Various nuggets of interest in this survey of Gen Z and millennials

  • Hot Saucerman@lemmy.ml
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    10 months ago

    Its an iPhone vs. Android bullshit metric.

    If you dont have an iPhone, you’re not a cool kid and viewed as “poor” despite many android phones being comparably priced to iPhones.

    I’d say this is one of the few things I side-eye Gen Z about.

    • Got_Bent@lemmy.world
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      10 months ago

      Leave it to Apple to embed perceived socioeconomic status in its damn text messages. I don’t really even know what a green text is, but I can assure you I’ll never send one.

      Correction: I will only send green texts.

      • SnipingNinja@slrpnk.net
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        10 months ago

        No, what you’ll not send is a blue text if you use Android

        Edit: to clarify, iPhone shows texts from Android as green messages and from other iphones as blue. There are some side cases where iphones can send green texts but not relevant to the discussion.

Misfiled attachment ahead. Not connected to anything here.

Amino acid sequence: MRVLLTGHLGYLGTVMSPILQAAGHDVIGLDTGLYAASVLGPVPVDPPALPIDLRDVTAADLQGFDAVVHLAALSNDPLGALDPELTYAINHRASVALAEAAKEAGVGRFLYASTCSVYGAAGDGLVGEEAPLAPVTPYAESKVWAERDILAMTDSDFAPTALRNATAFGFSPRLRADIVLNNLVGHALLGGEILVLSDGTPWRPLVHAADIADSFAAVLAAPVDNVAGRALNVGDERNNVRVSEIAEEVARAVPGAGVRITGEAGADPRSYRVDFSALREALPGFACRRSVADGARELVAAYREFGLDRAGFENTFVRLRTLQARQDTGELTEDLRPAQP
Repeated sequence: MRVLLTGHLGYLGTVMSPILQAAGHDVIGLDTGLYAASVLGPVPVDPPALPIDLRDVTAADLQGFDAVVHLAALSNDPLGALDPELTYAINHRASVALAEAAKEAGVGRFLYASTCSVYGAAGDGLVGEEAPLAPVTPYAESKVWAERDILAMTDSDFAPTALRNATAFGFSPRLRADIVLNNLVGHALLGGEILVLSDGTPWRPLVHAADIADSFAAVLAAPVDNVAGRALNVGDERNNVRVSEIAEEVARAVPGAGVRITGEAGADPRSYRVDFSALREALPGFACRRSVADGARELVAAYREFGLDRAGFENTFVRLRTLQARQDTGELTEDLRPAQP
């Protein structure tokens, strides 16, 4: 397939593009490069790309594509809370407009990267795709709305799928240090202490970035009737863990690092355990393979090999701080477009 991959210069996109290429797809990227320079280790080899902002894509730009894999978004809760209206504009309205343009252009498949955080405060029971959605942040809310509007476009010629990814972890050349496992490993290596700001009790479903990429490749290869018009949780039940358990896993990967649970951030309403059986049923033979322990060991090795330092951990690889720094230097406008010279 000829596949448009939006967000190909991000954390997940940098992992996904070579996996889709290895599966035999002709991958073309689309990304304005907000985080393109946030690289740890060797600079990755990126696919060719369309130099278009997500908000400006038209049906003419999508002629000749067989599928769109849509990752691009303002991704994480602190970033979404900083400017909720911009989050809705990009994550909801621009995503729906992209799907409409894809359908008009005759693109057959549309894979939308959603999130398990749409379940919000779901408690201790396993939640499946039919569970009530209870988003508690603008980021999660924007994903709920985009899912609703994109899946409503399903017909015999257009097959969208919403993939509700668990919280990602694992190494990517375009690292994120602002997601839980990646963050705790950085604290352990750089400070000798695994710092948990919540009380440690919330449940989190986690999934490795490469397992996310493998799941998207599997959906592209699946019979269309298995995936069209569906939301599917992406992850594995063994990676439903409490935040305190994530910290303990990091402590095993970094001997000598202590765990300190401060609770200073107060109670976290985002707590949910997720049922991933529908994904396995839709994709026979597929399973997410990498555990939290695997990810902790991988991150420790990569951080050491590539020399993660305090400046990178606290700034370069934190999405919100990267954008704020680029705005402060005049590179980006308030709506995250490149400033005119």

• Sean@liberal.city
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      10 months ago

      @dingus @Bipta
      Are gen z likely to be uniformly iPhone users?

      That’s like the most conformist thing that I have ever heard. The study results are that 21%(F) 25%(M) find having an android phone is a green flag in their partner, while 7%(F) 6%(M) have it as a red flag, so it’s not that bad as far android/iPhone is concerned.

      • bermuda@beehaw.org
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        10 months ago

        I think it might be different for dating results, but as a Gen Z member myself it’s more pervasive in just general friend group culture. People don’t like to include others that have different phones than them, especially if the group is iPhone and the outsider is android. I have an android currently and it’s actually pretty frustrating. People will get genuinely upset at me that I don’t have an iPhone, or if I ask for a phone charger at a get-together, nobody in the building has USB-C.

        On the one hand it is seen as a status symbol but on the other hand it’s seen as a symbol that you’re a real member of Gen Z.

        For a lot of my peers, the person they date never belongs to their “friend group,” so it makes sense that they wouldn’t consider it as mattering as much for a partner as it does for the group of friends.

        edit: a good analogy I think is that gen z’s look at phone ownership the same way a lot of car people look at owning a prius. They’re good enough cars with great mileage and a whole host of perfectly fine features, but if you own one then you just cannot belong to the in-group.